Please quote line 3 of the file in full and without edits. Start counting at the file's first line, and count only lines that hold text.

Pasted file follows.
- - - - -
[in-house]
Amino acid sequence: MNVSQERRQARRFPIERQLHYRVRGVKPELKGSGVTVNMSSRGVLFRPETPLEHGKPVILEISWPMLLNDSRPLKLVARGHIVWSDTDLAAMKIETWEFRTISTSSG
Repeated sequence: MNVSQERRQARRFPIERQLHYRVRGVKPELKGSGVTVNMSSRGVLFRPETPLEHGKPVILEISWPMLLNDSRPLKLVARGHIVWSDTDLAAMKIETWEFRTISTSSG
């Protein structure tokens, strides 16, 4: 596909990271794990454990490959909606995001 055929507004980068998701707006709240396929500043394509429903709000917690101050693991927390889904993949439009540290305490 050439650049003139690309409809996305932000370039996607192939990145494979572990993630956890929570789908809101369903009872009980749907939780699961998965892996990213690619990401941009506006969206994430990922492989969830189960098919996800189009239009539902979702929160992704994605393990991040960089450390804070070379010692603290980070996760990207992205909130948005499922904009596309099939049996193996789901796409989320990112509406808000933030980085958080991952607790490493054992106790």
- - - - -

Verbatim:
Repeated sequence: MNVSQERRQARRFPIERQLHYRVRGVKPELKGSGVTVNMSSRGVLFRPETPLEHGKPVILEISWPMLLNDSRPLKLVARGHIVWSDTDLAAMKIETWEFRTISTSSG